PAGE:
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The Art Of Pacing

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When I was running ultramarathon races, I used to pride myself on my ability to leave some gas in the tank and finish the race on a high. When I was working with trauma clients, I used to love learning with them how to contain emotions, build confidence, and each day take on a little more.


People have sometimes asked me why I do not ask the questions they ask about my life. They seem obvious enough – after all, the media has asked them many times.


I have always answered that uncertainty does not bother me. I think the real answer might have something more to do with pacing.


I, like anybody else, can only take so much. As much as I would like to believe that I am strong enough to face anything, I have my limits.


Just a few days ago, I asked my husband about that night I had a seizure. I asked questions I had not asked before. What did I say? How long did it take before I was able to answer the question, “What is your name?” How did I act toward you? Did I really not know who you were?


The answers were too much. I did not sleep much that night and the next day had trouble again. My words became jumbled many times. More than once, it took me several minutes to say what I wanted to say. My husband had to repeat a question three times before I understood him. I was dizzy for much of the day, and the headaches that had plagued me for the first week after I was released from the hospital returned.


Pacing does not come with instructions. It is more of a trial and error sort of thing. Because I had no idea where the questions would lead, I could not have known how I would respond. I could not have known that the thought of myself unable to say my own name, recognize my husband, or much worse, treat him like an intruder when he was trying to help me, would lead to fears related to my future ability to take care of myself. Yet, I could not seem to stop asking myself, What if this is a sign of early dementia? What if you are losing it? What if this happens and no one is around to help you, or you no longer recognize the ones you love?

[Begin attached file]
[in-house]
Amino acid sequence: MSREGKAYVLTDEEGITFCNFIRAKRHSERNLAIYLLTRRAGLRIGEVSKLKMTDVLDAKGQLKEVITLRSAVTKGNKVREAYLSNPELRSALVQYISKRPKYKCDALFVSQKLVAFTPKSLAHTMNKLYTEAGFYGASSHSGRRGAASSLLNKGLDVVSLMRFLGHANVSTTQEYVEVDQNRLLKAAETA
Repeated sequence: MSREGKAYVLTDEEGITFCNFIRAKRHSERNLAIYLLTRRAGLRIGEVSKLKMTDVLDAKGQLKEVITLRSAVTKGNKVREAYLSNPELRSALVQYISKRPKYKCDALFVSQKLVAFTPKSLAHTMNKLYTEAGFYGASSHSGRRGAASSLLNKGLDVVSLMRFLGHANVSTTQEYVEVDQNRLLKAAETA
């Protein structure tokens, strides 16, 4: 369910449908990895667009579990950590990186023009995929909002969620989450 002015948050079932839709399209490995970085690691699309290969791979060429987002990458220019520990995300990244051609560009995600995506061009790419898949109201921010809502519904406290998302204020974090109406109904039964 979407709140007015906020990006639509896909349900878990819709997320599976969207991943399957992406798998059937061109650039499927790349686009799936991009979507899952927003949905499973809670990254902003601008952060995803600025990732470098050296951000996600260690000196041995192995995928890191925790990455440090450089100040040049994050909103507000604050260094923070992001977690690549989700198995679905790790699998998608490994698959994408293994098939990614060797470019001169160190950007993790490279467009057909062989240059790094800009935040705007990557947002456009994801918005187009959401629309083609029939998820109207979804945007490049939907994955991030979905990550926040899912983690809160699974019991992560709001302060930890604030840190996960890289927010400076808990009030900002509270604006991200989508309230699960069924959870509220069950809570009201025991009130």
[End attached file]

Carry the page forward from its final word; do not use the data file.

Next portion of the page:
I needed a strategy. Ruminating thoughts, after all, are very hard to stop. I decided to reframe my experience instead.


I have been doing too much for too long. My experience was a sign that I had not paced myself correctly. My seizures were like what my computer does when too many windows are open. It reboots itself and starts again with a clean slate.


We do not always know what we step into, or how we will feel when we get there. Life does not prepare us that way. We only learn by going through, not around.


I do believe that I will be able to ask these questions again. However, I will need to pace myself.

The Art Of Pacing

Claire Dorotik-Nana, LMFT

Claire Dorotik-Nana LMFT is a licensed marriage and family therapist specializing in post-traumatic growth, leveraging adversity, and other epic human achievements. Claire has written multiple continuing education courses for Professional Development Resources, Zur Institute, and International Sport Science Association. Claire has also authored multiple books, including:
Leverage: The Science of Turning Setbacks into Springboards and On The Back Of A Horse: Harnessing The Healing Power Of The Human-Equine Bond. For more information about Leveraging Adversity or Claire, visit

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APA Reference
Dorotik-Nana, C. (2019). The Art Of Pacing. Psych Central. Retrieved on November 29, 2020, from


Last updated: 26 Feb 2019
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